There’s nothing like travel to help take you out of your everyday routine and open your eyes to new ways of being, doing, eating and drinking.
On your arrival everything is a new experience. You’re seeing your new, temporary home for the first time, experiencing the culture, climate and atmosphere without knowing what will come next. Because of this your senses are on high alert and you take in all of the details from the smallest to the largest. It can be overwhelming but exciting and invigorating at the same!
Travelling to an unexpected place to uncover a hidden gem can be the most exciting experience of all and that is the case with Beirut.
Once a war torn city, embattled by gun-shots from warring factions, it is now a city at peace and bursting with energy, creativity and most of all amazing food. Here our friend, Tan Morgül tells us about his first visit to a Beirut fish market.
“Many times in history, invaders have tried to destroy this beautiful city. Thankfully now peace has been restored and the magnificent Lebanese cuisine has been left unscathed; it both lives on in the minds of its people and shaped by the skilled hands of chefs throughout many of the cities amazing restaurants.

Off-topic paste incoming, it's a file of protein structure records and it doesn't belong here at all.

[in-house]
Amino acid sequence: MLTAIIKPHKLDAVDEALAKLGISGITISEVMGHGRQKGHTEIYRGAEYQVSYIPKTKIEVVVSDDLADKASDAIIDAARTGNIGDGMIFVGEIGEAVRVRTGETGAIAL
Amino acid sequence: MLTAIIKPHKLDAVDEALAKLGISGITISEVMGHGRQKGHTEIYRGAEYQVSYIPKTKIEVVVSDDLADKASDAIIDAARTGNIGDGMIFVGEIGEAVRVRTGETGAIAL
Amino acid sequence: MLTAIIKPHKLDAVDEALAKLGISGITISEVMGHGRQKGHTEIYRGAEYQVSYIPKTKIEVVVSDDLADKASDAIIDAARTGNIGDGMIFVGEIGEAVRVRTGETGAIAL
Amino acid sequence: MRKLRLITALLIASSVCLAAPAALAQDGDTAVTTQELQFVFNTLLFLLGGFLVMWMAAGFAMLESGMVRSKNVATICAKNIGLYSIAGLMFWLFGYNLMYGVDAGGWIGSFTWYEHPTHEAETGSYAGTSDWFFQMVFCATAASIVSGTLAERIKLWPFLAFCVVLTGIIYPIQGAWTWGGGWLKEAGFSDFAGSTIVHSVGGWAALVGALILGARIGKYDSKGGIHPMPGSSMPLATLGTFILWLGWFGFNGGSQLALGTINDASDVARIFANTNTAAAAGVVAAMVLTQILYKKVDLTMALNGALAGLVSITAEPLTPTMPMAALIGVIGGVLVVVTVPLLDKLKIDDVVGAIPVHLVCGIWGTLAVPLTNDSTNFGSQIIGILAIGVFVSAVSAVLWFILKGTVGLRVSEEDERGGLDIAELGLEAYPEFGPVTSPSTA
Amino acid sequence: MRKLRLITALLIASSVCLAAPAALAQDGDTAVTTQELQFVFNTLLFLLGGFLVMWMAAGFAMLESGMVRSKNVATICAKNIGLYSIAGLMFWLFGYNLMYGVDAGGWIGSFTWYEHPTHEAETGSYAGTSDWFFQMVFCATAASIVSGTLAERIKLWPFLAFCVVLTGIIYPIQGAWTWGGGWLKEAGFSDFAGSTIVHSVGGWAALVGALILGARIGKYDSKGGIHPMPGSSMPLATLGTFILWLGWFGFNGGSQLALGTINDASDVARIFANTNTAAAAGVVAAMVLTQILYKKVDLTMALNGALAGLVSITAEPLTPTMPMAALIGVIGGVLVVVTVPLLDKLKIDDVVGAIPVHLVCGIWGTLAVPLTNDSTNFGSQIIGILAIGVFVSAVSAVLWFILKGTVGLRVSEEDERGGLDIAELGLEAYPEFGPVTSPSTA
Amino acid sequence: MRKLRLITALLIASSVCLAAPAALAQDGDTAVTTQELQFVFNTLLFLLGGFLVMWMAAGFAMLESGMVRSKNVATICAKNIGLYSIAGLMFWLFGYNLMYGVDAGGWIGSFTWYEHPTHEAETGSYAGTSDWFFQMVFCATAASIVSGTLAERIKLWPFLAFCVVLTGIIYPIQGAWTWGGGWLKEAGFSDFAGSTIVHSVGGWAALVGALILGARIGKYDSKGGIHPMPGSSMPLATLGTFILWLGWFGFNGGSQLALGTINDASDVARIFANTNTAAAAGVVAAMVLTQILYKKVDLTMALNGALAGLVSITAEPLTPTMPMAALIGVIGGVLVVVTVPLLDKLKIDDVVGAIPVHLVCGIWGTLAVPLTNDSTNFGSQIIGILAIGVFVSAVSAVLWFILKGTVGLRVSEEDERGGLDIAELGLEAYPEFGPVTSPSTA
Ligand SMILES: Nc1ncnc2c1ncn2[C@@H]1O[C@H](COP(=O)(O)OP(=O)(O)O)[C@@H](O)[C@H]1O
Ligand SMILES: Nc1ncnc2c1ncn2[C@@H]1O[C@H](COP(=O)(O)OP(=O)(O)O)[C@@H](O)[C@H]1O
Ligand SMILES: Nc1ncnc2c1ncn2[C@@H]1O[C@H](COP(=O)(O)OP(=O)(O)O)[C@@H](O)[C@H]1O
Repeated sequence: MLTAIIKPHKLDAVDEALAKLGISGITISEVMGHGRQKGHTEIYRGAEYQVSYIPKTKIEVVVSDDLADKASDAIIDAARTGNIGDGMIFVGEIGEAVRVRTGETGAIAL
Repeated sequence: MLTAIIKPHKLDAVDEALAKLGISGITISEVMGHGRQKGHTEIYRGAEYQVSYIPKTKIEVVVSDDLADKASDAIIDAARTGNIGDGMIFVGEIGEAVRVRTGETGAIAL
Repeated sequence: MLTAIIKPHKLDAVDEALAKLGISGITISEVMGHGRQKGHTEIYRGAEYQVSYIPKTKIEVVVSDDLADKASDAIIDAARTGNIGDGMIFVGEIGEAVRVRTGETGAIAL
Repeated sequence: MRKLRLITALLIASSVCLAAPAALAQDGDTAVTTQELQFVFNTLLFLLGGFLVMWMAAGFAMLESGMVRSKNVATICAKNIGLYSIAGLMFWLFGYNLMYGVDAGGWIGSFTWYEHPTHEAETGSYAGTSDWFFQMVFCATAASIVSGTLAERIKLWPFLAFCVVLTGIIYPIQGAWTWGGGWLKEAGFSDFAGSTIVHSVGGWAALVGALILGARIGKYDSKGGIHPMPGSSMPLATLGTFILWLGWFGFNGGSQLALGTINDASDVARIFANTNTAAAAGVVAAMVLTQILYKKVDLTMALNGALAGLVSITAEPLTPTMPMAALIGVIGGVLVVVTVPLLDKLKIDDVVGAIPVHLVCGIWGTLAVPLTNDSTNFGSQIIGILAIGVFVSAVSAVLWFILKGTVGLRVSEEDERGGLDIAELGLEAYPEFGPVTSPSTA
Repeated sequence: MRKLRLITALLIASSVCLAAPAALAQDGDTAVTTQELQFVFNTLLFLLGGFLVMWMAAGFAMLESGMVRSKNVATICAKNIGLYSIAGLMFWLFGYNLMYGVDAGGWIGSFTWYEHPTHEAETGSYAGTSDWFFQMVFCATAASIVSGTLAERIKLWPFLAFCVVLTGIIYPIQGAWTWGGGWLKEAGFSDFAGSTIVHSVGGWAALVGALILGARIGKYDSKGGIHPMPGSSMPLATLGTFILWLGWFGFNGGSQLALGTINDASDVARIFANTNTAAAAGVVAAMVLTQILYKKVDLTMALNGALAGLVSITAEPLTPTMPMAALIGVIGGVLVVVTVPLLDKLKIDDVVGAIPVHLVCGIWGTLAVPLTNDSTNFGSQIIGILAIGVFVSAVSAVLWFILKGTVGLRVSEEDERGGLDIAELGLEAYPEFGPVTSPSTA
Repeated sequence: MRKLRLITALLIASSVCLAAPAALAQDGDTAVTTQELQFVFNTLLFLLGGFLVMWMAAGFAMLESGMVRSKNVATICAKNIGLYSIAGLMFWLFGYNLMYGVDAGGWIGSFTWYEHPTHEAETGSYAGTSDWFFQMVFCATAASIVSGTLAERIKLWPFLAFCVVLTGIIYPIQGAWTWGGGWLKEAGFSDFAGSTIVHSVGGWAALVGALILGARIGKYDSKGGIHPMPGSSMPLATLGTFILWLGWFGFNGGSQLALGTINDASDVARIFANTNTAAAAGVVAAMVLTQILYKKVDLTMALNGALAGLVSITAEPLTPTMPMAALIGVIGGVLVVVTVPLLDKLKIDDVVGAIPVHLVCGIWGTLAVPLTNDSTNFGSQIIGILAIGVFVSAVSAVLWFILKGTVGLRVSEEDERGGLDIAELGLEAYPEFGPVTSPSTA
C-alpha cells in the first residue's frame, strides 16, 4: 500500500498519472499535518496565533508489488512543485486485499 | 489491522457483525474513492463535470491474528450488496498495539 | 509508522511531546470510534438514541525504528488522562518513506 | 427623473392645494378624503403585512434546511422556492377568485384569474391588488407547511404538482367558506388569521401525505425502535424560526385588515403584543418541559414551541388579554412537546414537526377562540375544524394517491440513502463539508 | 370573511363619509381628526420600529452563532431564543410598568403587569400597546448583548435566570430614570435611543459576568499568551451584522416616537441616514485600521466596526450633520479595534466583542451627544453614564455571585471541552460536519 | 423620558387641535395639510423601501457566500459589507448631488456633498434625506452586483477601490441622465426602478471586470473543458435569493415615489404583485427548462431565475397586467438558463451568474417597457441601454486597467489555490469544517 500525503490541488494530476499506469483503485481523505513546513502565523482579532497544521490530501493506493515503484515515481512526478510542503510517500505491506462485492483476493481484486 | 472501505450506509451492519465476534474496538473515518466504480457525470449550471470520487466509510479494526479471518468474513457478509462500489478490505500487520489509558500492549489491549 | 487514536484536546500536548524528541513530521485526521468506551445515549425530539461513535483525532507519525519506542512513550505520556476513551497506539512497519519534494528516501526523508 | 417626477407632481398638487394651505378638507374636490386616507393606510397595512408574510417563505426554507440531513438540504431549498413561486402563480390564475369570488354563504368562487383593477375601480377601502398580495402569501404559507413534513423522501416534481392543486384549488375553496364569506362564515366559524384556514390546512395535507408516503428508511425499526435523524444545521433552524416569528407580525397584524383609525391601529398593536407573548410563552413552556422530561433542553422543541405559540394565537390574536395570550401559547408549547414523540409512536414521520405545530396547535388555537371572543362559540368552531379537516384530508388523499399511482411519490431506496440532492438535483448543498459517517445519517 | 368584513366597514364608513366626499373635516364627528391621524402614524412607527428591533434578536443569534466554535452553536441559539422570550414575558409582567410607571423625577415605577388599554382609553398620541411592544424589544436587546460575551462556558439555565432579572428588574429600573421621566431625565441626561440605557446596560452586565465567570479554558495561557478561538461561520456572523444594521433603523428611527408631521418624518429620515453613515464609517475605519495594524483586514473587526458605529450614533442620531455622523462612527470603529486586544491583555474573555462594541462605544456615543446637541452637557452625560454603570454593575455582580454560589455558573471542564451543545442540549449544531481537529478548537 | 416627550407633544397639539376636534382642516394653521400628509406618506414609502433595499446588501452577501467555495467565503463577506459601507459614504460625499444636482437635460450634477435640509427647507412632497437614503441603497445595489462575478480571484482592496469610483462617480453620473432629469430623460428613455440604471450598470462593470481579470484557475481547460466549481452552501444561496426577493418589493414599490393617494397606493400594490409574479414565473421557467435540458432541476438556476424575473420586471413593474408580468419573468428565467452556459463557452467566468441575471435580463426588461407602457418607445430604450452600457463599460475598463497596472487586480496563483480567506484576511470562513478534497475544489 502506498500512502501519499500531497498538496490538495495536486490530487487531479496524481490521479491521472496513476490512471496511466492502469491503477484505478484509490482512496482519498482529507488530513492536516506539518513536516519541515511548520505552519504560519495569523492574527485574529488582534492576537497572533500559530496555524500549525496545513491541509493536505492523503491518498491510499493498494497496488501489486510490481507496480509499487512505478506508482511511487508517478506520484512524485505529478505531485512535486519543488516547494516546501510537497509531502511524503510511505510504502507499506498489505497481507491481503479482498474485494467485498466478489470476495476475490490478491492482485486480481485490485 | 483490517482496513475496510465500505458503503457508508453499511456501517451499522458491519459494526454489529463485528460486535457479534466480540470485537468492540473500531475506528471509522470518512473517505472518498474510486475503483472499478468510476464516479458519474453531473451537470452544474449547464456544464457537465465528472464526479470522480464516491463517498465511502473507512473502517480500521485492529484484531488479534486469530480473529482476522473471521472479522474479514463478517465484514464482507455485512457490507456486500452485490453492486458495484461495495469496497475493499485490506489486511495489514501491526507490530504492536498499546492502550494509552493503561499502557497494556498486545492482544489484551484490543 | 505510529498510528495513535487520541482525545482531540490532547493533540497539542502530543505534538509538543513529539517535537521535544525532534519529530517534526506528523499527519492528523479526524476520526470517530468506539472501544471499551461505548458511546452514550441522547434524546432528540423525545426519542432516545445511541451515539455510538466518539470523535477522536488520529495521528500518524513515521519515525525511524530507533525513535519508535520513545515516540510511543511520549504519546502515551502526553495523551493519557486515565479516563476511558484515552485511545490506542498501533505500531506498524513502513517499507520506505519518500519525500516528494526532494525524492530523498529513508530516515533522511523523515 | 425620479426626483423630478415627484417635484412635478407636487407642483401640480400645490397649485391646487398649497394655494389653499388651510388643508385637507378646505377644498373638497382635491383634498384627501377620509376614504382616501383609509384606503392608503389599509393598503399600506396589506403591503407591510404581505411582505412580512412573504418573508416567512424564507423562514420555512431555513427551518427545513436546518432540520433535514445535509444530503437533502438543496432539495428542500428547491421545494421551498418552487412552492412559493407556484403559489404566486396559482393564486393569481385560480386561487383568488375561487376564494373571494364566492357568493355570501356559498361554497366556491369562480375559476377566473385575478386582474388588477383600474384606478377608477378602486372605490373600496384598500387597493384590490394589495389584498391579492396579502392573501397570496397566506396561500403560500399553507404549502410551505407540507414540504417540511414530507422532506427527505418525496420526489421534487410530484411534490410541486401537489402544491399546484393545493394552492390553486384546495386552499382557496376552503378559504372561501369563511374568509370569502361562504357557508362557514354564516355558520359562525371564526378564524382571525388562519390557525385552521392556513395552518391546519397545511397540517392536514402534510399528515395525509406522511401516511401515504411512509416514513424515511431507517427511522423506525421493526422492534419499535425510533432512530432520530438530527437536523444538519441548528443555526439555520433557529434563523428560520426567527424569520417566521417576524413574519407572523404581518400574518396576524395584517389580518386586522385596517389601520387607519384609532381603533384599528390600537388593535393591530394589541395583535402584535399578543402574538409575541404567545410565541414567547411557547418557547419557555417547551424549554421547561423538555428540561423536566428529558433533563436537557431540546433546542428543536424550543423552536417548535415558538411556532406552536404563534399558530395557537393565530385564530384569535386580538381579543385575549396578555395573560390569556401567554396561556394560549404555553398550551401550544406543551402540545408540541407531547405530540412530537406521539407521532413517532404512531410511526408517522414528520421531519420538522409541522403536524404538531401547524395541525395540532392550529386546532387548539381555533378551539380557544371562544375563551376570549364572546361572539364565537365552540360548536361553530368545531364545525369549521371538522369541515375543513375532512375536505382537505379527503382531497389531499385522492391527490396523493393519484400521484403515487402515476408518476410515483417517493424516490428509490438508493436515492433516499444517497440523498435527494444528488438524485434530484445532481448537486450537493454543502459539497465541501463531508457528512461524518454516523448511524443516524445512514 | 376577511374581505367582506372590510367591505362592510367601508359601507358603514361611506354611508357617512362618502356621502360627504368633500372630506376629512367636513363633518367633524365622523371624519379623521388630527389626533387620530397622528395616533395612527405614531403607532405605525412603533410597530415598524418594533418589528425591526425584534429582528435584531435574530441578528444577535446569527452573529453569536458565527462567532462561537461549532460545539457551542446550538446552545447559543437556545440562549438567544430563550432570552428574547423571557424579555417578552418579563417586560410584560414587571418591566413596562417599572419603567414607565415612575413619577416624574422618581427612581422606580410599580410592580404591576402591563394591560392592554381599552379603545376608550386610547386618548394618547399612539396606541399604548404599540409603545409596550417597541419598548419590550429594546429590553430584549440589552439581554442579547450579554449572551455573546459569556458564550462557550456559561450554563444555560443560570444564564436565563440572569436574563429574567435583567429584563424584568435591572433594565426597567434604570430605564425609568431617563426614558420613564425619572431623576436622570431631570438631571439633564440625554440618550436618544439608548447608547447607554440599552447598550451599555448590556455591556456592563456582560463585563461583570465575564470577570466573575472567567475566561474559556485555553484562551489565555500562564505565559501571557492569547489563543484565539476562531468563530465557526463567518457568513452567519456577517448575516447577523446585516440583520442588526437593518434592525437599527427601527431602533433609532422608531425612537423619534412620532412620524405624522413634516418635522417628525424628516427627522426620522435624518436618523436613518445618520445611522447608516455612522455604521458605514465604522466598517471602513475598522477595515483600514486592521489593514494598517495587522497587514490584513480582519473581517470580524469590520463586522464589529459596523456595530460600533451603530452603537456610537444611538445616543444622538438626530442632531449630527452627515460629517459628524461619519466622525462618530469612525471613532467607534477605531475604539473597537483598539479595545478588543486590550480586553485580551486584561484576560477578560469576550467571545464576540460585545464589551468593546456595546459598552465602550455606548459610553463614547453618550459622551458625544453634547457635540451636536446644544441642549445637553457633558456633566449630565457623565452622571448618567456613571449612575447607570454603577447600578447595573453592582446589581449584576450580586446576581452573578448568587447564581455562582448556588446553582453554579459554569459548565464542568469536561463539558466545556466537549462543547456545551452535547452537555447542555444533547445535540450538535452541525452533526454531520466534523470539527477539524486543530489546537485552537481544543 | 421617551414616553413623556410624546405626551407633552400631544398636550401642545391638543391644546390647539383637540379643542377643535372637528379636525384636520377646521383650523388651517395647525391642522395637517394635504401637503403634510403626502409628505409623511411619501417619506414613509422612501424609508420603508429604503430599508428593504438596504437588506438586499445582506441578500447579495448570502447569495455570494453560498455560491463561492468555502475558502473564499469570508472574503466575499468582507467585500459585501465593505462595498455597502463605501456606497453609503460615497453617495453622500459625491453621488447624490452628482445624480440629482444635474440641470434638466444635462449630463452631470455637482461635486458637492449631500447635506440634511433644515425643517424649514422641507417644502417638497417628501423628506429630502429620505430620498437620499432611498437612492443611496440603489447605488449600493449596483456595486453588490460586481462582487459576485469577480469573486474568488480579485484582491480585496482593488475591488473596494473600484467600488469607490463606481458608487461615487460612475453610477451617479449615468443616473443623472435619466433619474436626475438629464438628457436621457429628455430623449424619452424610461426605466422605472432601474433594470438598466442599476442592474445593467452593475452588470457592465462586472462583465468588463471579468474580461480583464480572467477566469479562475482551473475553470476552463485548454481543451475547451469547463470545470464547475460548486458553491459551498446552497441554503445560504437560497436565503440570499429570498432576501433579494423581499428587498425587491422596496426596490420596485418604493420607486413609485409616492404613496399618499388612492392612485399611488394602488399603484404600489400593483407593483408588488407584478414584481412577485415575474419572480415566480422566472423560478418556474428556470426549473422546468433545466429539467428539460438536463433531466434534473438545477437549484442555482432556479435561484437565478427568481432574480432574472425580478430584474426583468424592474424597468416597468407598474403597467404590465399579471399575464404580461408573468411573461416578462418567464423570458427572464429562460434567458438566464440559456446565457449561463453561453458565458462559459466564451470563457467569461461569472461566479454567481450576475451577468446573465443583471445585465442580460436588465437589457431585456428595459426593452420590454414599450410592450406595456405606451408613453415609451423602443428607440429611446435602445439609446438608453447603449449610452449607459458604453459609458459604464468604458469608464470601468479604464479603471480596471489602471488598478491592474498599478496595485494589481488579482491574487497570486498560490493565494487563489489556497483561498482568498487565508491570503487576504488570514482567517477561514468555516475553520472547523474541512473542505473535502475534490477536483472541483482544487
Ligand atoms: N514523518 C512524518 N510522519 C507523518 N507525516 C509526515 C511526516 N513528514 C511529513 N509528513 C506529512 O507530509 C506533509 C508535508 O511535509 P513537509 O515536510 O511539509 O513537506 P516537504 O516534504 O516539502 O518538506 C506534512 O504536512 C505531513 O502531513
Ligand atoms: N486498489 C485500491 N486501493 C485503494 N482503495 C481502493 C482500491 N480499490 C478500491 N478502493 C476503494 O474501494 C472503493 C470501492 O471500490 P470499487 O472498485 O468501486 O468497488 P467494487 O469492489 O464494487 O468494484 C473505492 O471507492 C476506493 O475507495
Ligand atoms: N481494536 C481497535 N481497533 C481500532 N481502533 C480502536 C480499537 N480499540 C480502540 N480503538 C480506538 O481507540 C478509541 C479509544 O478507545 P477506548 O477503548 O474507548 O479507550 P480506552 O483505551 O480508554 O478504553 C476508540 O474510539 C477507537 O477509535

Whilst there we had to visit the fish market in Keserwan. I believe fish markets don’t just provide food; they provide a colourful window into the largest environment on earth and its fascinating inhabitants. With their scent of the sea, it’s as if they bring stories of that vast world.
The fish are in crates waiting for the customers to make their choices. The selection includes mostly local fish, with many species of grouper and sea bream. The yellow striped mullet, long-nosed whiting and parrot-fish, sardines, sea bream and red mullet also vie for our attention. In Beirut one of the most beloved Mediterranean fish is Red Mullet. It should be bought fresh and consumed immediately. Although frying is the preferred cooking method, it is also grilled and stewed in several Mediterranean cities.
On a Rakı Table, Red Mullet is normally always be served alongside other delights such as cous cous, fried calamari, stuffed mussels and Sayadieh which is a rice dish cooked with fish juices, preserved lemon and local spices.
The problem isn’t the choice or the quality, the problem is knowing when to say no!”